Not that Windows is the greatest (I'd prefer Linux if I could get CS4 and my games to run without WINE) but the way things work in Windows, the hardware and software developers just have to make their product conform to a certain framework that plugs into the correct API's, etc... because of the freedom that Microsoft provides with the API's and frameworks, its up to the manufacturer or developer to make it work and support it (not MS) and those developers/mfg's rely on the user/installer to provide approval and direction on how and where things are installed.

    So yes, it takes a bit more thought and intelligence to do these things in the Windows world and its not as simple as Mac. But for that we get cutting edge technology (Blu-ray, etc) and software and we don't have to go down to the mac store to make it work or get it fixed. We also don't get made fun of for being that ignorant of how and why things work.

    You want the mac (simple) experience, fine have at it. You will be made fun of by more knowledgeable computer users and you will be stuck with "approved" software and hardware that is not cutting edge.
    Reply
  • mathias_mm - Thursday, May 13, 2010 - link

    That did not go very well :) I'll try to keep it brief, as i see it's quite long already. Anyways, it got posted short, so here comes th ending:

    "They have to test and incorporate drivers for everything (to make it simple for the mac user who can't be bothered to do anything more than plug it in or drag an icon)"

    This is just not true. Apple does not sign drivers or anything. Oftentimes hardware vendors do not make drivers, and this leaves customers without a driver, but it's not really that different from Microsoft, except OS X does not complain about WHDL certificates and stuff. But there is a lack of drivers for lots of things.

    In regards to API's and applications, OS X can run CS4 and now a lot of games. And it really does have a lot of fine API's that devs can tap into, and use as they please. As you may know there's also not an approval process for Mac apps, so Apple does not control it at all to be honest. Again, this is not different from Windows, except for the fact that there usually is no installer to scatter files all over the place, it's up to the user to decide where the files go.

    "So yes, it takes a bit more thought and intelligence to do these things in the Windows world and its not as simple as Mac. But for that we get cutting edge technology (Blu-ray, etc) and software and we don't have to go down to the mac store to make it work or get it fixed. We also don't get made fun of for being that ignorant of how and why things work."

    This is just silly. To believe that you are "better" or more intelligent than other people because you can master a different OS. What's the point? I can use Windows, OS X and Linux quite well, and i happen to prefer OS X. I wouldn't say that says anything about my intelligence. Actually, I'd say that you making a statement about it speaks more of yours.
    I will give you that Blu-ray is missing, and that Apple is quite far from cutting-edge here. Other hardware, not so much, and software, not at all.

    "You want the mac (simple) experience, fine have at it. You will be made fun of by more knowledgeable computer users and you will be stuck with "approved" software and hardware that is not cutting edge."

    Again, my software is not approved, nor does it need to be. As i stated, if you feel the need to feel more intelligent than me because of my choice of OS, that tells me more about you than about me.

    I'd recommend this article, written by Anand himself for further reading: http://www.anandtech.com/show/1500

    And could we all maybe stop calling each other names? It's really getting old, no one likes a fanboy...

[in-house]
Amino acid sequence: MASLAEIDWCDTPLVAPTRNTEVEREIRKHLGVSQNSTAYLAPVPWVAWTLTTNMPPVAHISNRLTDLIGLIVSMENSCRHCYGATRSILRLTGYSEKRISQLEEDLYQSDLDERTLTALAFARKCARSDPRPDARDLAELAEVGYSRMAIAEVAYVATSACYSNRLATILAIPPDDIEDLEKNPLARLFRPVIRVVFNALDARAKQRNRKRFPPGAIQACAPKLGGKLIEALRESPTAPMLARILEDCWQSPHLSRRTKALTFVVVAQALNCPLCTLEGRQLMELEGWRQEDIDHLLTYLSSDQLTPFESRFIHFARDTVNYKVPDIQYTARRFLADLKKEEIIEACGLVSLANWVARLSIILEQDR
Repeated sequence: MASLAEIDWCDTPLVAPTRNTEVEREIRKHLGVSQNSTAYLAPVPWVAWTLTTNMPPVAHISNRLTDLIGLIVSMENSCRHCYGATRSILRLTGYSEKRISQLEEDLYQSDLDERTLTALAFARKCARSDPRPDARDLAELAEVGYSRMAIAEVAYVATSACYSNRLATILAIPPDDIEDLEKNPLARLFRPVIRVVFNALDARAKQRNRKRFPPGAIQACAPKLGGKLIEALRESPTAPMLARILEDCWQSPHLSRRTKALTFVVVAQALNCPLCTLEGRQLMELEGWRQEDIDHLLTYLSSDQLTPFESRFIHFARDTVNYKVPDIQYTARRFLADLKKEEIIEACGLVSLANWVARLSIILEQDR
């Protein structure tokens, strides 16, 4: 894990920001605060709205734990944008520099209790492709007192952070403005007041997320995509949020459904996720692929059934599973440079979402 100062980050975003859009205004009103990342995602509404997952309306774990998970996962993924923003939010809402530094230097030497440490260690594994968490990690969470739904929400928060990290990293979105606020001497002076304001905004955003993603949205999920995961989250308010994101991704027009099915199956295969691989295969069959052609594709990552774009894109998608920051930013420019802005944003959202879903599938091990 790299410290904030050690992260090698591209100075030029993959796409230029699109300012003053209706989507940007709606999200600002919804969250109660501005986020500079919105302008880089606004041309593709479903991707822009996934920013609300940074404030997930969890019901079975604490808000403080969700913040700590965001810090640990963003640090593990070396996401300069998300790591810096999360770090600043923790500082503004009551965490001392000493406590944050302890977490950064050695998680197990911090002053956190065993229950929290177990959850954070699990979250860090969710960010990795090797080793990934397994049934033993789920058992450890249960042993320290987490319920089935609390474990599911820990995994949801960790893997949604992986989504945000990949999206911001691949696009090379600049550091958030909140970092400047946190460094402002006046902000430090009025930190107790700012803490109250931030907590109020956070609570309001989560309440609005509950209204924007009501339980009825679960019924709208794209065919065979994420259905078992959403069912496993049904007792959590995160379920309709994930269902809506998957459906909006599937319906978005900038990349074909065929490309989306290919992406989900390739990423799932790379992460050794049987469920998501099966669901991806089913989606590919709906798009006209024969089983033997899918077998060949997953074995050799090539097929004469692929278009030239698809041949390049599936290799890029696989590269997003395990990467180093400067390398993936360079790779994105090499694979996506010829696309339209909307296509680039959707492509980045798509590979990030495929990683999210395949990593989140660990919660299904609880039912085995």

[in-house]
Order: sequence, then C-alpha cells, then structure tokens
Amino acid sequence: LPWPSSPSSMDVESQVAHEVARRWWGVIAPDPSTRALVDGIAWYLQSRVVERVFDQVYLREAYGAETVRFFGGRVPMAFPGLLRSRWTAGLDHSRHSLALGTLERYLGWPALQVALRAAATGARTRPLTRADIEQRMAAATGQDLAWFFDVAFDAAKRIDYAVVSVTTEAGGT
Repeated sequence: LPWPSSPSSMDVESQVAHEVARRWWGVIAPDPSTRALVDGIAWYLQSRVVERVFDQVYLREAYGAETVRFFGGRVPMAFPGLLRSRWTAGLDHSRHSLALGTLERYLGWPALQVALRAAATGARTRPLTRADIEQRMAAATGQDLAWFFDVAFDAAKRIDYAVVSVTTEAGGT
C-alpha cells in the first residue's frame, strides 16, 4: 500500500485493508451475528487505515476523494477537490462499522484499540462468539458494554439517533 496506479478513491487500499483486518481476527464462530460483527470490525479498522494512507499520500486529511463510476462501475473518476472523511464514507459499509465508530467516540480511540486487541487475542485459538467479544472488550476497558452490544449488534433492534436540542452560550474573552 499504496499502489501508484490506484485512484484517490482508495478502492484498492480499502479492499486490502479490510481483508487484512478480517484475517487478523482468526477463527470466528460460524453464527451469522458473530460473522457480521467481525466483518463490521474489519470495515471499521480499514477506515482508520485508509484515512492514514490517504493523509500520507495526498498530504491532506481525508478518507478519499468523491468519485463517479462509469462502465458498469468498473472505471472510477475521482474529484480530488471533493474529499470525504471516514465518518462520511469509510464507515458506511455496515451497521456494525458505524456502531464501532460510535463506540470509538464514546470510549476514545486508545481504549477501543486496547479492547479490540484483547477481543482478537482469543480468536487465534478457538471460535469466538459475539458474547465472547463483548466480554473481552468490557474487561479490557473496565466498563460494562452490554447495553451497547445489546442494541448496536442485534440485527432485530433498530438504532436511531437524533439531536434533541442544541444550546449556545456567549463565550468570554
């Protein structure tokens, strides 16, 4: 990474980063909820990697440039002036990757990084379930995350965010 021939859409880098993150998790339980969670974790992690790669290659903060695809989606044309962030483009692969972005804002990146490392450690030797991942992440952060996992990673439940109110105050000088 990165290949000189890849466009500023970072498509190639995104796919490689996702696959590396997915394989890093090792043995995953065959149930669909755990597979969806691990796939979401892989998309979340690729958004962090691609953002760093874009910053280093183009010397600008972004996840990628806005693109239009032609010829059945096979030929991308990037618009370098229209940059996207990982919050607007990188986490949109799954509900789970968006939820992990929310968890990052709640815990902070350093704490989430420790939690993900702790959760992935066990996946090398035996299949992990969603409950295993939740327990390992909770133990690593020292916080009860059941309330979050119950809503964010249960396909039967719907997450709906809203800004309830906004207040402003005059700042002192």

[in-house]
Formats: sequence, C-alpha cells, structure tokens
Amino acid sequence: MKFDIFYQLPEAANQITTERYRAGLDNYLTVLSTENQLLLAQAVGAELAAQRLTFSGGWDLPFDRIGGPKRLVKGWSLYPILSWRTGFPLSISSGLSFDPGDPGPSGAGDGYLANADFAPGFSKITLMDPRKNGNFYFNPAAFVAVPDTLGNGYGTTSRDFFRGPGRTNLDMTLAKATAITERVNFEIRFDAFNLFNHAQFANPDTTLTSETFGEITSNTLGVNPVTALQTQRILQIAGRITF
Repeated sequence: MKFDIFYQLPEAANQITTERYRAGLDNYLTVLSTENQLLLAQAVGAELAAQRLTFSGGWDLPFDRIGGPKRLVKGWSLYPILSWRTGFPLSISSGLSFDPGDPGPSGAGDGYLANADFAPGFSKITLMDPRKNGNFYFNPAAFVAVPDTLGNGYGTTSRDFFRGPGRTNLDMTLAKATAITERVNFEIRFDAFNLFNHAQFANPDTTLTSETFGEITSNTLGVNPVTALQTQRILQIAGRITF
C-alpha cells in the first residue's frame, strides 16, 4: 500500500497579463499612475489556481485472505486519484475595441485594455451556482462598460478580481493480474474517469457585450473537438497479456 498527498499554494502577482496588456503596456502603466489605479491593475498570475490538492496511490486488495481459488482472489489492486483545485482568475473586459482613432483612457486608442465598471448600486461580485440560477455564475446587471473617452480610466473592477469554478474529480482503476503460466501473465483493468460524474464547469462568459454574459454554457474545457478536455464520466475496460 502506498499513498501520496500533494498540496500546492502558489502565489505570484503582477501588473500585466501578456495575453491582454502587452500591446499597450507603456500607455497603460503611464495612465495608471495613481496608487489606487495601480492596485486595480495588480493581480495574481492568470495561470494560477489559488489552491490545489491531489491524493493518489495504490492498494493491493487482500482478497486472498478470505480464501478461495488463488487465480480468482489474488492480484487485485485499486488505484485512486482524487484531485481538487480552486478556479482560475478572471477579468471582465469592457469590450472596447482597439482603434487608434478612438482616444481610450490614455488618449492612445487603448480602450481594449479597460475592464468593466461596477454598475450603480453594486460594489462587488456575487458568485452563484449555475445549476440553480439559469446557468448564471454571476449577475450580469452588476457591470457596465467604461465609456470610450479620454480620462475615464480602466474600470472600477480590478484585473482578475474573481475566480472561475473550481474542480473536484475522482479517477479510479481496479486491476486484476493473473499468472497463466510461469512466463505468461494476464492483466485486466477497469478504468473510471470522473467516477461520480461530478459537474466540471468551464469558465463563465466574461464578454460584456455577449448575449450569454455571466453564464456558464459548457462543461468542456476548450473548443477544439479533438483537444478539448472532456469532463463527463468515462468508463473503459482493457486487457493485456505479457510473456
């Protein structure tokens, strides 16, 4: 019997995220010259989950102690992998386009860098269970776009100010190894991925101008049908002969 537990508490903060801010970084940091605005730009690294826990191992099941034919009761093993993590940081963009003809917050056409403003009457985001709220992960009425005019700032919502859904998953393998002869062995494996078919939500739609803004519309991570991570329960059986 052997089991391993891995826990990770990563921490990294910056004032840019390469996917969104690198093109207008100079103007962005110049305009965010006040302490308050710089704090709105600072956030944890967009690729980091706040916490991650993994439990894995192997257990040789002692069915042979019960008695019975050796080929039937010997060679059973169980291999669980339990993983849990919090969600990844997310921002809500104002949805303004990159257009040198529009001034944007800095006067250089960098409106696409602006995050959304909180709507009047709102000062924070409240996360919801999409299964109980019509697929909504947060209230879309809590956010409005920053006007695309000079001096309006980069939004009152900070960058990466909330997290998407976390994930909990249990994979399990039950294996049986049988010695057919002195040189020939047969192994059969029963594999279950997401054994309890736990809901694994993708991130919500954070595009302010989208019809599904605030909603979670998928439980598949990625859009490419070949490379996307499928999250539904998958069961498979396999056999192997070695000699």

Reply
  • pyrosity - Thursday, May 13, 2010 - link

    Here here. Wonderful thoughts here. Reply
  • terath - Friday, May 14, 2010 - link

    Your pathetic lack of understanding of software and hardware is funny, you know. Reply
  • Calin - Friday, May 14, 2010 - link

    "You want the mac (simple) experience, fine have at it"

    Maybe the mac (simple) experience is what the user wants. One could buy mouse with 9 buttons (or maybe more) - but I didn't use any non-standard buttons even when I had them on the mouse. If the simple Mac experience is enough, who are you to argue with them?
    As a side note, why would you argue with someone's else choice on driving an automatic? The simpler experience is good enough (and usually better for them).
    There are plenty of other examples when people choose to use a simpler, less capable object - for the reason that it's simpler.
    Reply
  • Griswold - Friday, May 14, 2010 - link

    You wonder why? Havent you seen apple ads the last couple of years? Or Jobs arrogant and blatant lies when comparing a mac to a windows machine on every possible occasion (the most famous one would be his claim that PPC macs run with the fastest processors on earth. A couple months later apple moved to Intel and suddenly those were the fastest processors on earth), replicated by a good deal of his most loyal fans? Thats why.

    Of course, one could stand above that childish behaviour and not answer it with more childish behaviour. But sometimes its just too much fun to resist.
    Reply
  • artemicion - Thursday, May 13, 2010 - link

    I don't own a Mac but I know plenty of people who do. None of them are smug about it. Honestly, at least in my social circle, there are approximately 999 billion more significant things to talk about than the manufacturer of one's computer. The only people I know that are fixated on Macs vs. PCs are PC techies who have an unusual affection for pointing out other people's ignorance. In this case, ignorance of the relative value of computer hardware. And it's the Mac users that are smug?

    And honestly, being a slickdeals ADDICT, if I cared enough, I could probably call my friends out on DOZENS of products/services that they have overpaid for. There are plenty I can think of that are worse deals than buying a Mac.
    Reply
  • splatter85 - Thursday, May 13, 2010 - link

    Apple doesn't give the option to "build your own computer". You would have to compare it to dell for an apples to apples comparison. Also homebrewed PCs don't give you the option to install OSX (minus the hacintosh experience). I built a PC for gaming, and I bought a Mac for work. If you dont have the cash, sit down and shut up! Reply